First they came for the hedge fund managers, and I was not a hedge fund manager, so I said nothing. Then they came for the i-bankers, and I was not an i-banker, so I said nothing. But Andrea Rosen, who doesn’t work for the L but does work in our office (it’s complicated), said something, specifically about what the shitty economy means for bars that serve alcohol other than PBR.
Lately, I can’t seem to throw a Vitamin Water without hitting a blogger recounting the latest episode of Gossip Girl or The Hills (including those on the other side of my office). The Monday night parade of excesses has become escapism central for New York’s creative underclass. In depressing times, it’s comforting to know that somewhere out there, boys and girls with whimsical surnames like “Van Der Woodsen” and “Patridge” are frequenting nightclubs with whimsical names like "Pink Elephant" or "Opera," enjoying most expensive liquors and raddest Bruce Jenner spawn our great country has to offer.
In reality, conspicuous consumption in New York nightlife has been sidelined for the bulk of this decade’s countrywide recession.
But does the pricey, show-offy partying bloggers parse each week really still thrive in contemporary Manhattan? Sure, but the stars aren’t paying for it (they get paid to show up and drink). It’s the finance fellows shelling out for the lifeblood of the nightclub industry, bottle service. The going-out-shirt-clad guys and the models that stand next to them enjoy vodkas that retail for $25 at a markup of hundreds more. At Chelsea club Marquee, a "multiple-bottle minimum" forces these men to run up several thousand dollar tabs. [I was about to say, hey there Andrea watch your gender binary, it's not necessarily always men paying for bottle service. But then I remembered that clubs with bottle service are pretty much the place in this city where the gender binary holds true most steadfastly, like the Alamo but with more hair product. -Ed.] This week’s great i-banker purge has velvet rope-happy club owners and doormen in a panic over the loss of their best customers, and possibly the service they once helped sustain.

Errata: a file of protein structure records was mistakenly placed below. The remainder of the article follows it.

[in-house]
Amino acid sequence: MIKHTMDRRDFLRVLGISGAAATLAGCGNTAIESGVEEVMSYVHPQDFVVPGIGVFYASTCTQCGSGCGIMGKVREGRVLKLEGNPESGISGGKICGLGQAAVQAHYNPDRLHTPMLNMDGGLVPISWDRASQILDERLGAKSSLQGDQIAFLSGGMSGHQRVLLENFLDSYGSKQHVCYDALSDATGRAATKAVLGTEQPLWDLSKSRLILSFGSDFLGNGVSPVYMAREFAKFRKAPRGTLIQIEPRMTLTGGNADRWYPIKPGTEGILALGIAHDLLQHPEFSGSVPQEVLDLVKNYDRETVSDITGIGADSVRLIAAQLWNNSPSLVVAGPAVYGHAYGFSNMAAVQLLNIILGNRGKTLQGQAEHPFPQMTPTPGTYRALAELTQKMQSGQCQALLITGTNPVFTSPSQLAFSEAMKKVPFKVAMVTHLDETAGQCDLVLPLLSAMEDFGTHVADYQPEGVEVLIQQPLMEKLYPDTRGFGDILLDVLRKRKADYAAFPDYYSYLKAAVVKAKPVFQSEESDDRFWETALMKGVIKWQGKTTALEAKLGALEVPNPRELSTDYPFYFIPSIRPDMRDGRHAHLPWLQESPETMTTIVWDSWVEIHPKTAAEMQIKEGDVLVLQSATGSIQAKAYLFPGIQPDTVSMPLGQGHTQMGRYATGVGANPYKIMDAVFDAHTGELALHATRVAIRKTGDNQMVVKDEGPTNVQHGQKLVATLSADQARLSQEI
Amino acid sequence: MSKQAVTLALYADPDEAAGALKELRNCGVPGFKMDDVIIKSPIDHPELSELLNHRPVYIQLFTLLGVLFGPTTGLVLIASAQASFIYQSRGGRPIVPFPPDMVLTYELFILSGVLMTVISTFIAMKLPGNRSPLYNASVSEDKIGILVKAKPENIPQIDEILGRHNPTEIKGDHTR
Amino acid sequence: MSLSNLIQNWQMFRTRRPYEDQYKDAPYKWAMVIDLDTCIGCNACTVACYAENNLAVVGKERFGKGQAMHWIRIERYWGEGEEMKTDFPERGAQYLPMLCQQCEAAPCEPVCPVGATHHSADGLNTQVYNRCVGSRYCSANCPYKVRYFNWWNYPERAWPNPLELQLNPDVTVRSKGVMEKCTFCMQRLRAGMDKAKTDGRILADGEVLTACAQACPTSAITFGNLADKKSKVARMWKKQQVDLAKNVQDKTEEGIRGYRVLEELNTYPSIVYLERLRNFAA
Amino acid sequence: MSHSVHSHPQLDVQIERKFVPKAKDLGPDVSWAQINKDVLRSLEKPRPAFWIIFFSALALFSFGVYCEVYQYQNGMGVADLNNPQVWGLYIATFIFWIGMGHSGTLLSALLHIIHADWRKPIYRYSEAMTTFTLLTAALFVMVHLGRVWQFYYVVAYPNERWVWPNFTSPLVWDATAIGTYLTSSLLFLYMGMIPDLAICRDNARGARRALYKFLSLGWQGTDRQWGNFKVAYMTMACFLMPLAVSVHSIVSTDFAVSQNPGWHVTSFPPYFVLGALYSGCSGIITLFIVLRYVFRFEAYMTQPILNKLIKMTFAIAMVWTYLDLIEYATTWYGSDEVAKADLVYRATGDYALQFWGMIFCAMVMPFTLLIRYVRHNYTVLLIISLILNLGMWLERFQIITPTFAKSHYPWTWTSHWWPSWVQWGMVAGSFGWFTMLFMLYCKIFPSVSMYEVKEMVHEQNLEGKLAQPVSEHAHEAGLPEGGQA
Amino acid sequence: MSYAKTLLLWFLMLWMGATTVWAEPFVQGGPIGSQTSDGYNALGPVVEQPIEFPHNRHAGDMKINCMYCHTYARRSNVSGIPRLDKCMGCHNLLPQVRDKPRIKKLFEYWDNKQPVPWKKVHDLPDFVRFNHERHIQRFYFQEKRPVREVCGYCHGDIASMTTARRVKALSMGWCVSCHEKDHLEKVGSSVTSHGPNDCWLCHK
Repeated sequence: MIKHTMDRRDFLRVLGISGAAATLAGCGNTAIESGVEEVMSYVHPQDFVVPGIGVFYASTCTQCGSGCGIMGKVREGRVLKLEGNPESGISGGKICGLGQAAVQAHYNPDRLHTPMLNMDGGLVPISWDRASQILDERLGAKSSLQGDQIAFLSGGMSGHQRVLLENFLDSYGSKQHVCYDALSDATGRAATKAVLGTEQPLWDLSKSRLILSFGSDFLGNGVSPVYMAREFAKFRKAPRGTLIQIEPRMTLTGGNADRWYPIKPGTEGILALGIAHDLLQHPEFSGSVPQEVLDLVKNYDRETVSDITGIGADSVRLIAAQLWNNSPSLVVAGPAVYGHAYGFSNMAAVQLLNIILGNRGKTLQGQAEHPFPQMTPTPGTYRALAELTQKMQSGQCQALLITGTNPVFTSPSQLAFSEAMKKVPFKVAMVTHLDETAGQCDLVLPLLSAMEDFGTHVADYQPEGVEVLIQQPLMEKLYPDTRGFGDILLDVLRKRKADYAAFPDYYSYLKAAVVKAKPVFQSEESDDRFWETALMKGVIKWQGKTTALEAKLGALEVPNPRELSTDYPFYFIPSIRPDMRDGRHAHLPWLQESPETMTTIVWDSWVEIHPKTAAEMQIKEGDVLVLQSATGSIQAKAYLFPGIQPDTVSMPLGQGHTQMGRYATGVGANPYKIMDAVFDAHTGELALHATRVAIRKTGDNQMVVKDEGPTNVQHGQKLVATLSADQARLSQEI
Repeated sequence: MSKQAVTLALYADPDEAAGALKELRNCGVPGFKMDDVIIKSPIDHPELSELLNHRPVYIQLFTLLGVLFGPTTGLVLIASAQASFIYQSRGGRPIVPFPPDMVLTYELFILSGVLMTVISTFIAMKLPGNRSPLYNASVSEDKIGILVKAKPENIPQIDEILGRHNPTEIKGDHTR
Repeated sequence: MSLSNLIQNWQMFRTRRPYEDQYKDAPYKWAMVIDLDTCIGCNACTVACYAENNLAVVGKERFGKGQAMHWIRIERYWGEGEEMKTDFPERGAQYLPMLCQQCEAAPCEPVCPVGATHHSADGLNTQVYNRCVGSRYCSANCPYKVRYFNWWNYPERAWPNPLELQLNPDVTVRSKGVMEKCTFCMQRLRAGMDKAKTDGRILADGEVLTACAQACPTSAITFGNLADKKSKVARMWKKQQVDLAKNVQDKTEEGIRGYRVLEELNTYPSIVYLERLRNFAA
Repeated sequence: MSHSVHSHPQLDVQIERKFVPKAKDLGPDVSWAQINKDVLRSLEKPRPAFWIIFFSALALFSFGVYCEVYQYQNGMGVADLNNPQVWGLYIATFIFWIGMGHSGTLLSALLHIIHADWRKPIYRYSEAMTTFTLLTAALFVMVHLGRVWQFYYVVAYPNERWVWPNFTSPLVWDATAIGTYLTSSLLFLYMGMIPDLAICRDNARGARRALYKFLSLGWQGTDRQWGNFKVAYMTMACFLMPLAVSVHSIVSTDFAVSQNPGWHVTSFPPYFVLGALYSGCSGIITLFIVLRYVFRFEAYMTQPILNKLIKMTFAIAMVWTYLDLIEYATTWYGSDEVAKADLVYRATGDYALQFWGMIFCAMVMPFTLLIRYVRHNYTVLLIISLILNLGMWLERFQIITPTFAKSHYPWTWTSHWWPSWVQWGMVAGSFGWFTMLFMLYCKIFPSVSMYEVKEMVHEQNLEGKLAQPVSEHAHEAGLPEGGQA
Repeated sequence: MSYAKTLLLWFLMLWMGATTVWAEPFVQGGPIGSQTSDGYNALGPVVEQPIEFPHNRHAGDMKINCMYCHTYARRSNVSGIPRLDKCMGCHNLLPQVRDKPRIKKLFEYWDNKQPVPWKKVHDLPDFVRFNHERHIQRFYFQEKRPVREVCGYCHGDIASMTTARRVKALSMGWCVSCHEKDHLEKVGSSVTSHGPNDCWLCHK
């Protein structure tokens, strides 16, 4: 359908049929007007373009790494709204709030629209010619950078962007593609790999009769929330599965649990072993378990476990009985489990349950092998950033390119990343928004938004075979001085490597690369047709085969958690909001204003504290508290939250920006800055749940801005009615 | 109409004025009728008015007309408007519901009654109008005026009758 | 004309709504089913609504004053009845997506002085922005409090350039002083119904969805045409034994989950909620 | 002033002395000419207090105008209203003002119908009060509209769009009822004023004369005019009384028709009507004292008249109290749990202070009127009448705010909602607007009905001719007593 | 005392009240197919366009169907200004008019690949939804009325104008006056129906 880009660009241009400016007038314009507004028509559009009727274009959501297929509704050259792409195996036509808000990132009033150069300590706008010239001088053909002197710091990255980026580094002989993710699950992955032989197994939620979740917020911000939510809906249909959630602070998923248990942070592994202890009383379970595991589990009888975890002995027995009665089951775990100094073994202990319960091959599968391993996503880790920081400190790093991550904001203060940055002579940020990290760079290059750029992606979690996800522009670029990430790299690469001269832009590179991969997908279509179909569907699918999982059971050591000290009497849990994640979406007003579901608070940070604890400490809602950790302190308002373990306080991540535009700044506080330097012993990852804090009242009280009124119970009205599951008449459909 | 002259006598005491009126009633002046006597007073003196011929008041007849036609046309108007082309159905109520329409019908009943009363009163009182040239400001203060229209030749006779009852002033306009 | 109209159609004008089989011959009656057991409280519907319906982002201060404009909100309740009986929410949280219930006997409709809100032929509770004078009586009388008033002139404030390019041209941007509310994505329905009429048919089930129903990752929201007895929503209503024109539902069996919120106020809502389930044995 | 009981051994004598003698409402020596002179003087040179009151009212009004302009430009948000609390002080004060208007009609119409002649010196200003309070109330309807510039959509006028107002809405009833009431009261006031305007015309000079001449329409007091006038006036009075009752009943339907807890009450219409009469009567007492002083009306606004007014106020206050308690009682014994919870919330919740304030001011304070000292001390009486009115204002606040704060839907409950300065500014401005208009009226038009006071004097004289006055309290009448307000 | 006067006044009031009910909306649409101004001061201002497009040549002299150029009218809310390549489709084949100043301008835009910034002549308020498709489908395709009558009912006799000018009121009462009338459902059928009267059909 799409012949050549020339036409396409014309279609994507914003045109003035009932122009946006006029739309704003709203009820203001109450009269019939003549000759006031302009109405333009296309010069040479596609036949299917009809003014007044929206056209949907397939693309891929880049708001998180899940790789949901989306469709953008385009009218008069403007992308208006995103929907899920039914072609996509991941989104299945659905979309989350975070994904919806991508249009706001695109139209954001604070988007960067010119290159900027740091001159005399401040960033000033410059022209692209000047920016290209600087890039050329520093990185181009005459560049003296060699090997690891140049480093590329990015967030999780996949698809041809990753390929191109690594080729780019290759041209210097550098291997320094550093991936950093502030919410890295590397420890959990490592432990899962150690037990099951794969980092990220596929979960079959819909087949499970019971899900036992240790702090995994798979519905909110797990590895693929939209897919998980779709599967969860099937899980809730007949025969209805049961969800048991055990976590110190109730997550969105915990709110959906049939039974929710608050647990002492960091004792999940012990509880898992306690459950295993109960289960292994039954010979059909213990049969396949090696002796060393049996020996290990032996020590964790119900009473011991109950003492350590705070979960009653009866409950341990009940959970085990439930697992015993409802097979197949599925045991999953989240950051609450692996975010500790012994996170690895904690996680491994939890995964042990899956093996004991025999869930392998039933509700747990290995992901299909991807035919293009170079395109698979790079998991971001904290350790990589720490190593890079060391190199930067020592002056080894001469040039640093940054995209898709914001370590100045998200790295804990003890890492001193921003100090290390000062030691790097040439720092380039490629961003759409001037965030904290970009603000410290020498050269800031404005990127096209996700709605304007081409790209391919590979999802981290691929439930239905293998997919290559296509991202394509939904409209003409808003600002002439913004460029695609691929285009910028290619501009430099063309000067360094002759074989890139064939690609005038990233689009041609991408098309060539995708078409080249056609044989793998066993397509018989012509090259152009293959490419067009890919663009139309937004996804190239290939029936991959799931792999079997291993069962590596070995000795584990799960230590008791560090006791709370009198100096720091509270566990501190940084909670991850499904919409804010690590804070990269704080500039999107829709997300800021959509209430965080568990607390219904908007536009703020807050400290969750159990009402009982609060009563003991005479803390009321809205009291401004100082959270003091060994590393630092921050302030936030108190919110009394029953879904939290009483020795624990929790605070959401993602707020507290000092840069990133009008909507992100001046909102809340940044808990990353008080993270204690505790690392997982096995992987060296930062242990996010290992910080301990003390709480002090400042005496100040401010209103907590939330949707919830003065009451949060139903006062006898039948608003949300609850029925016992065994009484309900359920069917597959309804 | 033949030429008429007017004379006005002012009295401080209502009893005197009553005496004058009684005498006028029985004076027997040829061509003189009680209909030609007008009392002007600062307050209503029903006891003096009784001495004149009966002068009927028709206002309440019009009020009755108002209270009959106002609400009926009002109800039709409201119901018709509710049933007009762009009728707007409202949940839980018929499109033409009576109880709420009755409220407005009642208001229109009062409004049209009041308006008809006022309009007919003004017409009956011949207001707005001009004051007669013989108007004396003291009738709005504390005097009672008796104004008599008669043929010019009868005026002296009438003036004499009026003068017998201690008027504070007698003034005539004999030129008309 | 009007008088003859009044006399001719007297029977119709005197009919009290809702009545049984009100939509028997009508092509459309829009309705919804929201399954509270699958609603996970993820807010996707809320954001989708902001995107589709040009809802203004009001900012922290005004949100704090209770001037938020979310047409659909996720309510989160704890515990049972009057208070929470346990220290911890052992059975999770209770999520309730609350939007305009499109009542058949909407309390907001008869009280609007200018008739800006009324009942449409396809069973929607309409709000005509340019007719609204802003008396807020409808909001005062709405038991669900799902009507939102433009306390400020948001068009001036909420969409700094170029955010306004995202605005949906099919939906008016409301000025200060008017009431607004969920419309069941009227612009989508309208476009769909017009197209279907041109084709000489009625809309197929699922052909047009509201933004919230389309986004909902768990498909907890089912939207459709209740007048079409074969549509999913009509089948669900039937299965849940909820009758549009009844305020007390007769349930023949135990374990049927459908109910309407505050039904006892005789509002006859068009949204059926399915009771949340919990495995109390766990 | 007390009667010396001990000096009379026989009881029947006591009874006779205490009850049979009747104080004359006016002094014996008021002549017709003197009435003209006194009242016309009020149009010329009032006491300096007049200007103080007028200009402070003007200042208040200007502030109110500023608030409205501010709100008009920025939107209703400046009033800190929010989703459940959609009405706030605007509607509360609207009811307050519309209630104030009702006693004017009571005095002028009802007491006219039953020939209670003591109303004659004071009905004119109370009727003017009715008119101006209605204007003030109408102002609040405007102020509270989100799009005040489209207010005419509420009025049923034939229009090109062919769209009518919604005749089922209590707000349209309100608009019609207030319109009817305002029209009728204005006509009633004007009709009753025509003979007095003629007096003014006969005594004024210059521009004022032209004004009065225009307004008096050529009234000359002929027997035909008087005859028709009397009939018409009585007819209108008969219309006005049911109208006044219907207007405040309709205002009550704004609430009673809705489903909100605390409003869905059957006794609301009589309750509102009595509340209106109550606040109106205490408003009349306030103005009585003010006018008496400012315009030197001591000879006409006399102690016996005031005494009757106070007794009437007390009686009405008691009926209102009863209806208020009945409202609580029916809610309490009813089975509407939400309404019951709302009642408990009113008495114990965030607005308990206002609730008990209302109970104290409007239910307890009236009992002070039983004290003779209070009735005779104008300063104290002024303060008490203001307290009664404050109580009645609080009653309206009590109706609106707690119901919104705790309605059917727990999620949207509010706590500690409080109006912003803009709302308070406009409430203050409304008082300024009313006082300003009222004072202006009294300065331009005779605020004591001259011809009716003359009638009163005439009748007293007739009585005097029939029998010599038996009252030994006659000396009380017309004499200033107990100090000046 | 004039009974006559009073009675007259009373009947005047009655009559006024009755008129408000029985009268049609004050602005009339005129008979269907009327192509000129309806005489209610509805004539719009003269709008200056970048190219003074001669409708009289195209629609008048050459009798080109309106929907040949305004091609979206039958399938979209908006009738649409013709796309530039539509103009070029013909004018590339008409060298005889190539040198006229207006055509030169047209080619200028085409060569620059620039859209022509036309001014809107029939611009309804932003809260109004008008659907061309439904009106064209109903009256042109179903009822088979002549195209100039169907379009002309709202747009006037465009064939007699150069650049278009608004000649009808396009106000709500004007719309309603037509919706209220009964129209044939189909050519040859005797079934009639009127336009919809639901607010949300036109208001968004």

Poor timing indeed for the openings of weirdly-exclusive spots The Eldridge and El Bano [Per their website: “New Yorks [sic] Most Exclusive New Nightlife Experience.” -Ed.], which require a laser-engraved card and a specially cut key to gain entry, respectively. The bankers who might’ve once clamored for these coveted props are likely tightening their man-purse strings. Business reporters have found Lehman Brothers’ file box-carrying roadkill relegated to drinking at (gasp!) the bar of a Bobby Van’s. Only time will tell how the Marquees and Eldridges will survive this weekend and beyond, but my guess is it involves Europeans. Lots and lots of Europeans.